The Department of Labor’s Office of Trade Adjustment Assistance published a notice in today’s Federal Register (77 FR 21587-21588) amending their Certification of Eligibility to Apply for Worker Adjustment Assistance for workers at the Bayer CropScience facility in Institute, WV. This amendment adds Professional Maintenance of Charleston (PMOC) to the list of companies that are covered by the original certification that was published in the Federal Register on February 21, 2012 (77 FR 9971).
While the notice states that the eligibility is justified “by increased company imports of pesticides”, the reason behind most of those increased imports is almost certainly the closure of the methyl isocyanate unit at the facility that was used to manufacture the precursor to a number of those pesticides. That unit was closed by the company because of the pressure applied to the company as a result of the Chemical Safety Board’s investigation of the fatal August 2008 explosion in that unit. This was the culmination of efforts by a variety of local and national environmental organizations which were finally supported by West Virginia’s Congressional delegation after the preliminary results of the CSB investigation were made public.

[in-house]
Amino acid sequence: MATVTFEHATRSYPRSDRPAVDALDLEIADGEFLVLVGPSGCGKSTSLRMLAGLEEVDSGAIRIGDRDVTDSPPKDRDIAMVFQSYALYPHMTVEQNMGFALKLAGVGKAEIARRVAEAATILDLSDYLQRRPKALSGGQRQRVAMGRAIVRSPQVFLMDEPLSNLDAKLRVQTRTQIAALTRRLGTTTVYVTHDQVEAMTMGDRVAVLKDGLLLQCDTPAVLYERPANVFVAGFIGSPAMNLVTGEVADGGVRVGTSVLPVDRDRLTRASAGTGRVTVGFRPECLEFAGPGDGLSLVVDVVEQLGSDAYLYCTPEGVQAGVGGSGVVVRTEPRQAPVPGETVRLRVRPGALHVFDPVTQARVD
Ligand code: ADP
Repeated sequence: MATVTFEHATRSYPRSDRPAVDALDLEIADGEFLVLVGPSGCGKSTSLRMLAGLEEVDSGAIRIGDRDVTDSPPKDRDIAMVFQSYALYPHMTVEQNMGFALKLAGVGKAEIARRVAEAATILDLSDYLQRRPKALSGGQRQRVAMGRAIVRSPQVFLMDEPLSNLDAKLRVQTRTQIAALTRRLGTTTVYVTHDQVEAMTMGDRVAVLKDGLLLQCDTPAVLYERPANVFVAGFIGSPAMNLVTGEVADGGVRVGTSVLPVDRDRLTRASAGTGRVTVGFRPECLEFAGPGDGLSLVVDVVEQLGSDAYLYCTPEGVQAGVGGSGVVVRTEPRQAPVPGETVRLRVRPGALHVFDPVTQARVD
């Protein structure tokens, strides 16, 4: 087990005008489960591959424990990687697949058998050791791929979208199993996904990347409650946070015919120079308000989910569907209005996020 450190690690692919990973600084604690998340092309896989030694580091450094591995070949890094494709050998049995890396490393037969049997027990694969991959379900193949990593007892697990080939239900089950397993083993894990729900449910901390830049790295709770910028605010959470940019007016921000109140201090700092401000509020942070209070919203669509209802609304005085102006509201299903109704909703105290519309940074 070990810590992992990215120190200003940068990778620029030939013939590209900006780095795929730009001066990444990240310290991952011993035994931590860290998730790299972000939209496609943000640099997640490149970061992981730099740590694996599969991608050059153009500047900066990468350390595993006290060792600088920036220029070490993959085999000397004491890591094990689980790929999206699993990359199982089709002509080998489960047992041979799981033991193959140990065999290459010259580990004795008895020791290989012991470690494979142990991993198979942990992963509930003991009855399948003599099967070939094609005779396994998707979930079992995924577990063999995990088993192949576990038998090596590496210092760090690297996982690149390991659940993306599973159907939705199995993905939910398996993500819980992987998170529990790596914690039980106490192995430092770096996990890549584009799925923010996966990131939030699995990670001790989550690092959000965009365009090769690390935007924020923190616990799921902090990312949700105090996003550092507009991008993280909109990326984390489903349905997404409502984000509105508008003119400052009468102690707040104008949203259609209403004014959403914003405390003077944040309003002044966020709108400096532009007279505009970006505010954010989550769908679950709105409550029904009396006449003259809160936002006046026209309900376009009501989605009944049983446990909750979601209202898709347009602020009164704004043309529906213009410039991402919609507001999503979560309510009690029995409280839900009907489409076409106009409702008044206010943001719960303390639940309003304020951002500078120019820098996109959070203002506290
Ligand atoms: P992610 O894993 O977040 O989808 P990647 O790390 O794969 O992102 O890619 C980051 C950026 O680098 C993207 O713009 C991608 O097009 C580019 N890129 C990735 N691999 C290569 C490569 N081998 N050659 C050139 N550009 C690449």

While the neighbors of the Institute, WV facility might feel safer in the absence of the MIC unit’s hazards, it is clear that there was a cost to be paid. An outsider cannot truly evaluate the ‘cost-benefit analysis’ that those residents living have been living through since the decision to close that plant was made, but it is something that should be quantified and evaluated as the pressure continues to mount on the Federal government to impose inherently safer technology standards of facilities that use, make, or store toxic inhalation hazard chemicals.